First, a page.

Funding story: Measuring 'soft outcomes'

Measuring 'soft outcomes' is difficult but worthwhile - your efforts will pay off when you report back to funders

Magpie Dance, a community dance company for people with and without disabilities
Magpie Dance, a community dance company for people with and without disabilities

If your core business concerns 'soft outcomes' such as self-esteem or social skills, it is important to understand how to evaluate your progress so you can convince funders you are achieving results.

"It's hard to measure soft outcomes, but it's not impossible," says Richard Piper, joint manager of the Performance Hub, which is run by Charities Evaluation Services and the NCVO. "There are a lot of ways of doing it, and some organisations have been doing it successfully for years. They may be called 'soft', but they're still real."

According to Deborah Bestwick, director of the Oval House Theatre, it is possible to measure some aspects of a seemingly unmeasureable project.

"People expect arts interventions to be slightly unquantifiable, but we give data such as 'we aim for X per cent to be punctual to sessions' or 'X per cent to feel better about their ability to learn new skills'," she says.

Piper points to the example of Magpie Dance, a community dance company for people with and without disabilities, based in Bromley, south London.

It has been funded by Connexions South London, but its most recent grant of £10,000 involved negotiating with Connexions to reset the parameters of how the grant's outcomes should be assessed. "Connexions has government-set targets, which means it has boxes we just couldn't tick, in terms of education and employment," says Joanna Ridout, development manager at Magpie. "However, our participants get more in terms of learning and social and physical skills than they might from other programmes. Accordingly, Ridout and borough Connexions manager Paul King agreed some different assessment criteria."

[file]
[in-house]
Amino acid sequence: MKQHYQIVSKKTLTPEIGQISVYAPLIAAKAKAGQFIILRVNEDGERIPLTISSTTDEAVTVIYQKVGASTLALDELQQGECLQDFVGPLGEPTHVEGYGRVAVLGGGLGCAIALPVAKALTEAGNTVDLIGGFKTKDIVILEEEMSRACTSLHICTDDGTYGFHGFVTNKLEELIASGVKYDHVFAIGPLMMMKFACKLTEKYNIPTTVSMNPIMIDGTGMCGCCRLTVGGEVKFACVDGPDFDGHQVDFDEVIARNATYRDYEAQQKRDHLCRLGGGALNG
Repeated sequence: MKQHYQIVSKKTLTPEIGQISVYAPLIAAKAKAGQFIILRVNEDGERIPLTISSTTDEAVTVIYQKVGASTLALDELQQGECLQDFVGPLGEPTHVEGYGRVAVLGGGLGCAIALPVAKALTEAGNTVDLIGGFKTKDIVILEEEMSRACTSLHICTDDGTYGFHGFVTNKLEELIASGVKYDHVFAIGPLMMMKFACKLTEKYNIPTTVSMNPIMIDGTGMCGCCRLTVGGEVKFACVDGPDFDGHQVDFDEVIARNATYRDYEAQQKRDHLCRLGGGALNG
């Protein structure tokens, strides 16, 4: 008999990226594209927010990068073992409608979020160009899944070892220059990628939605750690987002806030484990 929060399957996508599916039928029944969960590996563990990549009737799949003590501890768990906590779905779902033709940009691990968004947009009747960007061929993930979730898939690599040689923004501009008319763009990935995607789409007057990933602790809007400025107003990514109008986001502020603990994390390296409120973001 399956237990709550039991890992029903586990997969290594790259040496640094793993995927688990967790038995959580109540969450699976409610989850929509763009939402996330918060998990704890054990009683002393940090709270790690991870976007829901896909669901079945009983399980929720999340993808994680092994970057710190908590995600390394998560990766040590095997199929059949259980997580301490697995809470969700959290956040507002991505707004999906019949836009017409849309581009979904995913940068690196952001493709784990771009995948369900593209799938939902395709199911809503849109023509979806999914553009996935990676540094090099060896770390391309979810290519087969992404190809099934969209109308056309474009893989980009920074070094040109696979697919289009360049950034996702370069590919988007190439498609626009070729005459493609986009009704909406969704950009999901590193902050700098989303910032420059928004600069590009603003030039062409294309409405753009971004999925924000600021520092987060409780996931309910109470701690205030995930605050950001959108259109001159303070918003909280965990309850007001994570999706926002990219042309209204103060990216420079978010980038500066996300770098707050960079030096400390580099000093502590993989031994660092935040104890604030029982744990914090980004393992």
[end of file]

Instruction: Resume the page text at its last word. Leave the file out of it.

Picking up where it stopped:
Finding a willing advocate within the funding body is probably the most important step. "I was in a position to be persuaded," King says. "Our headline objective is to bring down the number of young people who are not in employment, training or education at 16. However - and this is why I was interested in relaxing the criteria - I suspected you could achieve some quite sophisticated outcomes with this group."

King agreed to use Magpie's own scoring system, under which participants are assessed on how they have progressed in areas such as communication skills and body awareness. "I'm interested in getting case study evidence," adds King. "Ours shows the 'woolly stuff' can actually enable young people to become peer educators. To me, that's a learning outcome."

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